Like meat, but not meat - the latest tech advances in non-vegetarian alternatives
Meaty mushrooms, printed ‘steaks’ and NASA discoveries -- the latest array of meat alternatives has been showcased at the Good Food Conference in San Francisco.
At various stages of production, here are a few of the ideas gaining attention as producers and investors focus on the booming vegetarian sector.
- ‘Magic’ mushrooms -
The Ecovative company was founded in New York in 2007 to develop bio-degradable packaging made from mycelium, the root structure of mushrooms.
That project was to find alternatives to plastic packaging -- but the company then applied the same technique to make a leather substitute, and is now moving onto a meat alternative.
“You can grow a mushroom into a unique form” by changing its growing environment, says co-founder Gavin McIntyre.
Once mature, the mushroom “has the structure and texture to simulate whole cut meat” -- not just burgers and sausages -- and can be a “blank canvas” for other ingredients to add taste and nutrients.
The company is seeking partners to develop its product.
- 3D printer -
Italian technology entrepreneur Giuseppe Scionti was a university specialist in tissue engineering, who worked on creating human tissue using a three-dimensional printer.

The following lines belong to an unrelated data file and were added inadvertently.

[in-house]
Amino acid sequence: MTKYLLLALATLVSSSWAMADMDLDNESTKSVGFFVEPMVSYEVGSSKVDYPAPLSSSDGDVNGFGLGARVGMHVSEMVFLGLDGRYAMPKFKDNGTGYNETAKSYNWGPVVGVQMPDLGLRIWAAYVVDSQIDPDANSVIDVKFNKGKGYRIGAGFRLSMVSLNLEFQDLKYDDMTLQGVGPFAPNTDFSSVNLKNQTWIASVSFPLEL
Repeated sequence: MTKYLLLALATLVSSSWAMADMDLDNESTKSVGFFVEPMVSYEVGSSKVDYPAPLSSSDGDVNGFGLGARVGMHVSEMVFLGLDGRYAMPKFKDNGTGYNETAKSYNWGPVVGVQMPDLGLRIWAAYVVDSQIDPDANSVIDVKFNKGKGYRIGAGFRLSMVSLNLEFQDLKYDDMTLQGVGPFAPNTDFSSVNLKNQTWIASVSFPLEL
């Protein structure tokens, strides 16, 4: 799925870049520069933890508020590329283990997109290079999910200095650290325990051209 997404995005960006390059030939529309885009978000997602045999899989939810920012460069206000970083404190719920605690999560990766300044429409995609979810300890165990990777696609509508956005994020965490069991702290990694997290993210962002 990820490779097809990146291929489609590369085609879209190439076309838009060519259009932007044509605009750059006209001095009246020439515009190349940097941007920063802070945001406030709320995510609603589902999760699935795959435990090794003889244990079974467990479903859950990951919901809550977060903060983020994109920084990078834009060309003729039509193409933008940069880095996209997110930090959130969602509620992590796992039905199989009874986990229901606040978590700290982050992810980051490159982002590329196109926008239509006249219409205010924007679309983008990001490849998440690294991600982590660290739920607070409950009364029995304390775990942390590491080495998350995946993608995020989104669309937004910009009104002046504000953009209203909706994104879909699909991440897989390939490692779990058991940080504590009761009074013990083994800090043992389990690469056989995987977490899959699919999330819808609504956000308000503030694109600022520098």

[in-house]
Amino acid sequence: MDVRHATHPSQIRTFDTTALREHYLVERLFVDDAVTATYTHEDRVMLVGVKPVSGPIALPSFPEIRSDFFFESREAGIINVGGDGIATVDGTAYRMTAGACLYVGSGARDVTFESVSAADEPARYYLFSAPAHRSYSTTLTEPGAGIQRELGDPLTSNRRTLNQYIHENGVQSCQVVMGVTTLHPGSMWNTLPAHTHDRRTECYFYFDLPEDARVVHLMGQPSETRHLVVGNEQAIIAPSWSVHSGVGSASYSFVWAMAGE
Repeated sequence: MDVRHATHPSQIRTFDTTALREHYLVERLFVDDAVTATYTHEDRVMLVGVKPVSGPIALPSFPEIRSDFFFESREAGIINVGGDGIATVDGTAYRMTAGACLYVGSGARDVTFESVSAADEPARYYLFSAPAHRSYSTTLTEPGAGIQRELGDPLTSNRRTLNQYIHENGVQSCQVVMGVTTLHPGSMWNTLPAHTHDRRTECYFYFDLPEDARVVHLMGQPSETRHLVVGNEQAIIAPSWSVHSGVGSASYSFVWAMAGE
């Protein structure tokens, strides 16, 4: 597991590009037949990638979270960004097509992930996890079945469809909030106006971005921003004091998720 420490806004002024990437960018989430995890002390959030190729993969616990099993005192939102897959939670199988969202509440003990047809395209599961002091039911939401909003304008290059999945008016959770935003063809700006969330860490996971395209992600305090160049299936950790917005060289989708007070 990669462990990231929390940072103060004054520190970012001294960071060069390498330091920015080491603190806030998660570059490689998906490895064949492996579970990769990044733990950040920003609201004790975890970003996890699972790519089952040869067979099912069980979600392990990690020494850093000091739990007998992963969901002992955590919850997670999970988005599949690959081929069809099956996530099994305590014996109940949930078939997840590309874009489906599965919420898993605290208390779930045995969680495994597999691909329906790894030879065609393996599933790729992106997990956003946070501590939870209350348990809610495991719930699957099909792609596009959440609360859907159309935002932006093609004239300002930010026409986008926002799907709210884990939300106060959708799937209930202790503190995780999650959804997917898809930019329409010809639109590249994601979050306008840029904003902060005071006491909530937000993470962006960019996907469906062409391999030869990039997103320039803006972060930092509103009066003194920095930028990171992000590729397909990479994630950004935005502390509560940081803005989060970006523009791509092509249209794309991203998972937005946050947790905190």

He has applied his expertise to the food sector after founding the Spanish start-up NovaMeat that uses plant ingredients such as rice, pea protein and seaweed.
The printer uses the material to create alternative beef steaks and chicken breasts, with texture claimed to match real meat.
NovaMeat announced at the conference that it had raised $2million from New Crop Capital, a specialty food fund, for further development of meat substitute technology.
- Volcanic organisms -
Sustainable Bioproducts, based in Chicago and led by Frenchman Thomas Jonas, is developing a new way to grow edible protein using NASA research.
The company’s technology emerged out of studying organisms that survive extreme temperatures in Yellowstone National Park’s volcanic springs.
It says it has discovered a so-called “complete protein” with all nine amino acids essential to the functioning of the human body, and that it can re-create the protein to manufacture food.
The company, which plans to open a factory next year, recently raised $33 million in financing from venture capital funds and food and agribusiness companies.
(This story has been published from a wire agency feed without modifications to the text.)